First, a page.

To listen press on the audio player below
(you can also download the file –
click on the three dots on the right):
Fauré‘s last song cycle, L’horizon chimérique, sung by its original interpreter, Charles Panzéra:
1. La mer est infinie et mes rêves sont fous
2. Je me suis embarqué sur un vasseau qui danse
3. Diane, Séléné lune de beau métal
4. Vaisseux, nous vous aurons aimés en pure perte
poems by Jean de la Ville de Mirmont.
(click on a title for the original text plus an English translation,
or a timing to hear that individual song)
By way of contrast, John Ireland‘s setting of John Masefield’s famous poem:
Sea Fever text
How do you prevent a punch-up in the pub? Get everyone singing, how else? Britten‘s Peter Grimes:
Debussy‘s ear at its best. The – for me – almost miraculous end of Act 1 of Pelléas et Mélisande (not too sure about the graphics, though).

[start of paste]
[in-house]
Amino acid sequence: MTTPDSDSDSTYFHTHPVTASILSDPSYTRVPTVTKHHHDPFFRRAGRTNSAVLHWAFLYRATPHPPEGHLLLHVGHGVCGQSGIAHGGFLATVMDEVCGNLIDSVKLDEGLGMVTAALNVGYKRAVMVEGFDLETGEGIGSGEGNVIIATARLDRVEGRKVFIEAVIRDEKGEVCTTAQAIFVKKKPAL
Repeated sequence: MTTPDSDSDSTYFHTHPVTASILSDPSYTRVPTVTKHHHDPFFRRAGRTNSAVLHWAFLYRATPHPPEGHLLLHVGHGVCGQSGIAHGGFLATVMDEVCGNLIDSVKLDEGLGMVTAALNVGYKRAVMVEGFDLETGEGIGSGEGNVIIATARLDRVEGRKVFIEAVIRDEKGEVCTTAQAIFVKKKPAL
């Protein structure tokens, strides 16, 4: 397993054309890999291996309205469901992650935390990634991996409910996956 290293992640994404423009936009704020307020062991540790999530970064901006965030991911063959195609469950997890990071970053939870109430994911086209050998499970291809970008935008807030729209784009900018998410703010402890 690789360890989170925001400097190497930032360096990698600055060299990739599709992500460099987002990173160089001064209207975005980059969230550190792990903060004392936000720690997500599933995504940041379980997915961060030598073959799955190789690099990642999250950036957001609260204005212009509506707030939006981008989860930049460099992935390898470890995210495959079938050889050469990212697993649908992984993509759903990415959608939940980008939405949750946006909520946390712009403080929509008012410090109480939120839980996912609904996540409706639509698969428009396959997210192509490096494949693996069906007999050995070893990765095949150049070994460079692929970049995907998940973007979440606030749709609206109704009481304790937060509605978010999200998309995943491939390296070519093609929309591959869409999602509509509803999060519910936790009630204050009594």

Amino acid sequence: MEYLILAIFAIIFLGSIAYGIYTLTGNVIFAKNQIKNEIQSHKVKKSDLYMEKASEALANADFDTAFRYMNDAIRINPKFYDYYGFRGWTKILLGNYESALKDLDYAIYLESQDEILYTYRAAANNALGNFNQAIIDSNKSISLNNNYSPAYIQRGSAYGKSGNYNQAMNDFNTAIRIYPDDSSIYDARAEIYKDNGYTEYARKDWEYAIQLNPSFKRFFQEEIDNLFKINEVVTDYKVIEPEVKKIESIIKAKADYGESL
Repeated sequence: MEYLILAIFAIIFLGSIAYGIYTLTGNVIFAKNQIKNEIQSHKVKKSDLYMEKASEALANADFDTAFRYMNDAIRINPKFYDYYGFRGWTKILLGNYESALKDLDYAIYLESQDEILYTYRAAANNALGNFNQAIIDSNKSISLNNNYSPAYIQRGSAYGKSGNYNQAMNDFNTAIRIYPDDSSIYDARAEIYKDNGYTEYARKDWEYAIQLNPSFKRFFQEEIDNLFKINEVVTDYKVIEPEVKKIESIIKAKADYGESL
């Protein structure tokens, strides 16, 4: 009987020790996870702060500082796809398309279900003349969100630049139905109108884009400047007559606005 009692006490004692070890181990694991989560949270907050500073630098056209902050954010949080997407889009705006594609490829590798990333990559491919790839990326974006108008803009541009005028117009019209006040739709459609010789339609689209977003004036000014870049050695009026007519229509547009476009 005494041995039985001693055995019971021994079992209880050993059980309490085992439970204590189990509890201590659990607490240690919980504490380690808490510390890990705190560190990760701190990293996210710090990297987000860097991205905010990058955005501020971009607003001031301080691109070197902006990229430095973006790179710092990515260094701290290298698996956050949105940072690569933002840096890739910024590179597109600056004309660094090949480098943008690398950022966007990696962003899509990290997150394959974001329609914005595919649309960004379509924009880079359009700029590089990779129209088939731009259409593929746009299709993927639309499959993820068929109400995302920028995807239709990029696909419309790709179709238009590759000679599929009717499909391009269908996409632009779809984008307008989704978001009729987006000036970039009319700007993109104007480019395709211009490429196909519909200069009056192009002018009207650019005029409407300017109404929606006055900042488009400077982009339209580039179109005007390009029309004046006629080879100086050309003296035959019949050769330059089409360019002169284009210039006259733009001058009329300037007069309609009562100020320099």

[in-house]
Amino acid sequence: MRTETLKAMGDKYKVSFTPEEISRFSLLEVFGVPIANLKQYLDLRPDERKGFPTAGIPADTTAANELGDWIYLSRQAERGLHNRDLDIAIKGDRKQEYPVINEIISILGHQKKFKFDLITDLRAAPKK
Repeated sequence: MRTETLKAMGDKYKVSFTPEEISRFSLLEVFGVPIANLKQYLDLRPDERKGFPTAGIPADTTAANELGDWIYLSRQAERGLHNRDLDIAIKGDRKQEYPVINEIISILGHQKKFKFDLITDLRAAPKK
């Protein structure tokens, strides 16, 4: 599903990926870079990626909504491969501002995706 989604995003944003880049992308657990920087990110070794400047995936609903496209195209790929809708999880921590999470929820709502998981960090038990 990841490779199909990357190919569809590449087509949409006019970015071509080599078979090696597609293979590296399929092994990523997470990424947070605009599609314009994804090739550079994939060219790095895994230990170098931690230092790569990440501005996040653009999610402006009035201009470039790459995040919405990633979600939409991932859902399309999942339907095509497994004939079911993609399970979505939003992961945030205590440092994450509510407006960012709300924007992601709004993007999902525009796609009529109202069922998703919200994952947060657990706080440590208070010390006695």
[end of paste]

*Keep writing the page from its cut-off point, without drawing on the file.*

More Britten. the crew of the Indomitable not mutinying but sharing a sea-song in Billy Budd:
Careful who you invite to your party; some guests can turn out to be just diabolical! Wagner‘s Flying Dutchman‘s crew ruin a good get-together:
Lotte Lenya, brilliantly terrifying as Brecht and Weill‘s Pirate Jenny. This is the
English American language version which differs significantly from the original German. You can see that, and a fairly literal translation of it, below:
Join the happy queue of Watteau and Poulenc‘s passengers as they wait to set sail for the joyous isle of Cythera (got your embarkation card ready?)
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